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Open Access Peripheral Blood Progenitor Cell Mobilization and Leukapheresis in Pigs

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Background and Purpose: The pig is being investigated as an organ donor for humans. Induction of immunologic tolerance to pig tissues in primates would overcome the major immunologic barriers to xenotransplantation. A proven method of inducing tolerance to allografts is by the induction of mixed hematopoietic chimerism by bone marrow transplantation. We are therefore investigating induction of mixed hematopoietic chimerism in the pig-to-baboon model.

Methods: To obtain large numbers of pig hematopoietic cells, leukapheresis was used to collect blood cell products in miniature swine (n = 5) after progenitor cell mobilization by use of a course of hematopoietic growth factors (cytokines), consisting of porcine interleukin 3, porcine stem cell factor, and human granulocyte colony-stimulating factor.

Results: Cytokine therapy and leukapheresis were well tolerated. Cytokine therapy increased the total white blood cell count and allowed large numbers of leukocytes (60 x 1010) to be obtained by apheresis, of which approximately 0.1% were granulocyte-erythrocyte-monocyte-megakaryocyte colony-forming units (CFUGEMMs), which are considered to be representative of hematopoietic progenitors with multi-lineage potential.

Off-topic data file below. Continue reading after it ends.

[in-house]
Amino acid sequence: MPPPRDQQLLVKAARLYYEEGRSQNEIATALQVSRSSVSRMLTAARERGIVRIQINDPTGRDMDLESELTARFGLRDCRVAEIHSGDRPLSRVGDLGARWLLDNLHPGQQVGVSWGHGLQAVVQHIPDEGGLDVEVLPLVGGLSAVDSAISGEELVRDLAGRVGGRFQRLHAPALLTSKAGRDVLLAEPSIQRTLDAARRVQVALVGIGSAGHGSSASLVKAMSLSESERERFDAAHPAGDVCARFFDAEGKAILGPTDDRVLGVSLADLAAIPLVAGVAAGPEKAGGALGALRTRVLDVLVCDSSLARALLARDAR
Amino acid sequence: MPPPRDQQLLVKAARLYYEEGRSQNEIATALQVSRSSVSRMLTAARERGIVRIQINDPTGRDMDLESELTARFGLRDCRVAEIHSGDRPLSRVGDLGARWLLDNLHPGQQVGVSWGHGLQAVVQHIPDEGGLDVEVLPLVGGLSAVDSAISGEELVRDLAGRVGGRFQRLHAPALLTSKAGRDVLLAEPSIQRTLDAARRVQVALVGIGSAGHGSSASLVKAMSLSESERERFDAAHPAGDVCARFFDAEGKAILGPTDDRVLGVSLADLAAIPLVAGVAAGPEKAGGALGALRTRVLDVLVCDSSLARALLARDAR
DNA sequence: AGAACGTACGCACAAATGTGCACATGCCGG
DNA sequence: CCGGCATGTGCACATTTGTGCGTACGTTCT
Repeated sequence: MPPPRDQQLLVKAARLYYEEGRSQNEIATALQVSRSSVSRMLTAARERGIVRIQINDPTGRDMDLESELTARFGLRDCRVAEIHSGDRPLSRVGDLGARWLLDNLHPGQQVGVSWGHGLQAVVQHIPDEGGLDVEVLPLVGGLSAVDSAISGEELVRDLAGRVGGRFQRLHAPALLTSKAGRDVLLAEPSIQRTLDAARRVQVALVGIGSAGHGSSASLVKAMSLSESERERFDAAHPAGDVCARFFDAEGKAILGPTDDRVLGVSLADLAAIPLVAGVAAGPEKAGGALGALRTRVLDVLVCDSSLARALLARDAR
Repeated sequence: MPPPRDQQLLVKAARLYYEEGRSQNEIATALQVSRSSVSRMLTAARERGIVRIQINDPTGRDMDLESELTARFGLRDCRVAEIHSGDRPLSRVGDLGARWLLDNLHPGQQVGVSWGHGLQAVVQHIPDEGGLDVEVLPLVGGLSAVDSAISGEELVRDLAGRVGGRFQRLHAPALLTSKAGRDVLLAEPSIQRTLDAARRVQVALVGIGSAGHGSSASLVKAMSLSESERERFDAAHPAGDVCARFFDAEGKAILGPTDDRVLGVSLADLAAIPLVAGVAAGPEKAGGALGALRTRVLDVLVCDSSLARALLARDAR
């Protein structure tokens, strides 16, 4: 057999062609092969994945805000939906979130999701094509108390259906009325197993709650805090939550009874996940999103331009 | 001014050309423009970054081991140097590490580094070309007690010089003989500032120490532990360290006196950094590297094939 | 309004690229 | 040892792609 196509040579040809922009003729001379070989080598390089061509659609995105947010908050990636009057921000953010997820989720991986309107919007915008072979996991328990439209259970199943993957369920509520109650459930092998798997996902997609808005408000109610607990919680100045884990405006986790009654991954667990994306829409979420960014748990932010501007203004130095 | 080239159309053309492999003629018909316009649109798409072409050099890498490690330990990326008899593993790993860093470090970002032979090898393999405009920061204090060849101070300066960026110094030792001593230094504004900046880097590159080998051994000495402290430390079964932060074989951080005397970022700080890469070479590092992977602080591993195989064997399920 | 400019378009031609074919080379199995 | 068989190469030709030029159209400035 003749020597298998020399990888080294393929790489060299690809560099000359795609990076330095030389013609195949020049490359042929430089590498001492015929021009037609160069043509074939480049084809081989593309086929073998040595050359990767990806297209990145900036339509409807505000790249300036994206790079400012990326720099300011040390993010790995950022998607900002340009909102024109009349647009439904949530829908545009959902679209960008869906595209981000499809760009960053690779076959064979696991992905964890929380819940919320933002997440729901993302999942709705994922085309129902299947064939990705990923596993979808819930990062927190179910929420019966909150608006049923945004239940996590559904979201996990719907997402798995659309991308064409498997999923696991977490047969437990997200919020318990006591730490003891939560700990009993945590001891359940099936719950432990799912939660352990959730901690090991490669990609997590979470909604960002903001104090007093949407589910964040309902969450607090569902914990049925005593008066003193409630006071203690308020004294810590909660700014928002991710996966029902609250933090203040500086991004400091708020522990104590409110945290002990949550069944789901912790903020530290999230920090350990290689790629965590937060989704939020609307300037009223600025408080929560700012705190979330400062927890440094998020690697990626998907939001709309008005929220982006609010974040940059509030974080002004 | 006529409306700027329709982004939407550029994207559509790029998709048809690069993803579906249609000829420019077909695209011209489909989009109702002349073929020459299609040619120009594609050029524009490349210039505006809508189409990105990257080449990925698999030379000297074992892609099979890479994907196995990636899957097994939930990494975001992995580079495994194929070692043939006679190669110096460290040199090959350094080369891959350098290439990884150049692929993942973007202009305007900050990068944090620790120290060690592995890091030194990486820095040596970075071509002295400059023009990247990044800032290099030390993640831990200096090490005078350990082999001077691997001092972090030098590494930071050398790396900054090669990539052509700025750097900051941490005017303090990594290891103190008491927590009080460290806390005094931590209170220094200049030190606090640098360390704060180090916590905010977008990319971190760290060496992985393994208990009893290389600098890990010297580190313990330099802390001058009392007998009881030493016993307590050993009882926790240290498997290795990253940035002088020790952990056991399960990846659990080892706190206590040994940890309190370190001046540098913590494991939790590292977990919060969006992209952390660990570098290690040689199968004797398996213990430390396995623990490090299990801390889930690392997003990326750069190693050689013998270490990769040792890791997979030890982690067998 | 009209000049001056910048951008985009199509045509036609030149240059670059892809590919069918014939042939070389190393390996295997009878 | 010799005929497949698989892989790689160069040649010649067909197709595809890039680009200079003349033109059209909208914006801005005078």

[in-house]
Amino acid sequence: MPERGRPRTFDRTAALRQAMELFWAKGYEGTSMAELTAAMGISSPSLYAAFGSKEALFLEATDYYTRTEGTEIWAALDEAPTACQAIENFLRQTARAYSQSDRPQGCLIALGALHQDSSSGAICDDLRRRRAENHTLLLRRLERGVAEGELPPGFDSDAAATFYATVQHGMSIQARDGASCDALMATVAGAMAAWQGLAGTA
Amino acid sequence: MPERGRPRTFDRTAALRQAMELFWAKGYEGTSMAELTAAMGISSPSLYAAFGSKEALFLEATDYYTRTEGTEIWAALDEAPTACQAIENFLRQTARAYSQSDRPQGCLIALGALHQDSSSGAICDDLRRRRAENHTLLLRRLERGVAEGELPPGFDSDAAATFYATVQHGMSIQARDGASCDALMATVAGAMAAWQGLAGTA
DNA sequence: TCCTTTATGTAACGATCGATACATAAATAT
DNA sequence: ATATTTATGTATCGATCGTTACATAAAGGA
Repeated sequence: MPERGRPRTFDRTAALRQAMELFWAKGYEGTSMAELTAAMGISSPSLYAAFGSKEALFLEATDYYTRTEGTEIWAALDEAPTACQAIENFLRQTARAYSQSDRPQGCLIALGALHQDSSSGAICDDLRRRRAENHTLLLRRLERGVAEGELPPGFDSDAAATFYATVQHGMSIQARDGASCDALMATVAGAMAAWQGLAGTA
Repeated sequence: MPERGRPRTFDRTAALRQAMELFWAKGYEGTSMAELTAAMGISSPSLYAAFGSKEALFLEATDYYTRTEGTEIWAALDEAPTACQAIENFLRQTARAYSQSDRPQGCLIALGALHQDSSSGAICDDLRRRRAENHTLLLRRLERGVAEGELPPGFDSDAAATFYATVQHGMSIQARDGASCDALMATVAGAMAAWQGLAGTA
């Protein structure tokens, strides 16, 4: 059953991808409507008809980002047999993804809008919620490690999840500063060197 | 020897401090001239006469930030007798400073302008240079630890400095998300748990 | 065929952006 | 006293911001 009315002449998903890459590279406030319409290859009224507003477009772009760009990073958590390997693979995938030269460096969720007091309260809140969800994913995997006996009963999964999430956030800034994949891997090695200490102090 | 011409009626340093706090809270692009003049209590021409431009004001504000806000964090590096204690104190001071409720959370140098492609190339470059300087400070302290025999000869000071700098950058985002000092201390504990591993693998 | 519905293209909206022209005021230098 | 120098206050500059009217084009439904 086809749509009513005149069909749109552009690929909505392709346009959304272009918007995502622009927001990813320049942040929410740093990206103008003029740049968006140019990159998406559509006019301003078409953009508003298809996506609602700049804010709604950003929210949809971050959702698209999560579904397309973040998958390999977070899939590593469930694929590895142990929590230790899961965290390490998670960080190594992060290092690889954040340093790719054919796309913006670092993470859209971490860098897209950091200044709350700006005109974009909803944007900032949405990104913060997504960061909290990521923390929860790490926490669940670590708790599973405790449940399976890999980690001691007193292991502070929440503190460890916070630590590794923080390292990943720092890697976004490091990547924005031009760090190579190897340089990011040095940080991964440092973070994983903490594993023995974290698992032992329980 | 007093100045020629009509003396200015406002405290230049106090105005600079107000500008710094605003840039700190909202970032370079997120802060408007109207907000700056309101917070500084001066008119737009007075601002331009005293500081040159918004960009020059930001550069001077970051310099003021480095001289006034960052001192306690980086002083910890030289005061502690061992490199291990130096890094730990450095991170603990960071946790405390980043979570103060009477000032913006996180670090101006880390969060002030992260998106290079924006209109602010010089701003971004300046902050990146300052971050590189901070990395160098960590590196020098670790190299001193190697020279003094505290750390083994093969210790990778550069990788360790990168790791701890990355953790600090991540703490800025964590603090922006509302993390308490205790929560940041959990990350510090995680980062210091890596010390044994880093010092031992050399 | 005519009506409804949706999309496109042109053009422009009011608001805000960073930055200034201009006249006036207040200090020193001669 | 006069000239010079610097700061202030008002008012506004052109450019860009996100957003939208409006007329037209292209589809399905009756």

Conclusions: The combination of cytokine therapy and leukapheresis enables hematopoietic progenitor cells to be obtained safely from miniature swine.

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Document Type: Research Article

Affiliations: 1: Transplantation Biology Research Center, Massachusetts General Hospital/Harvard Medical School, Boston 2: Biotransplant Inc., Charlestown, Massachusetts

Publication date: 1999-12-01

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  • Comparative Medicine (CM), an international journal of comparative and experimental medicine, is the leading English-language publication in the field and is ranked by the Science Citation Index in the upper third of all scientific journals. The mission of CM is to disseminate high-quality, peer-reviewed information that expands biomedical knowledge and promotes human and animal health through the study of laboratory animal disease, animal models of disease, and basic biologic mechanisms related to disease in people and animals.

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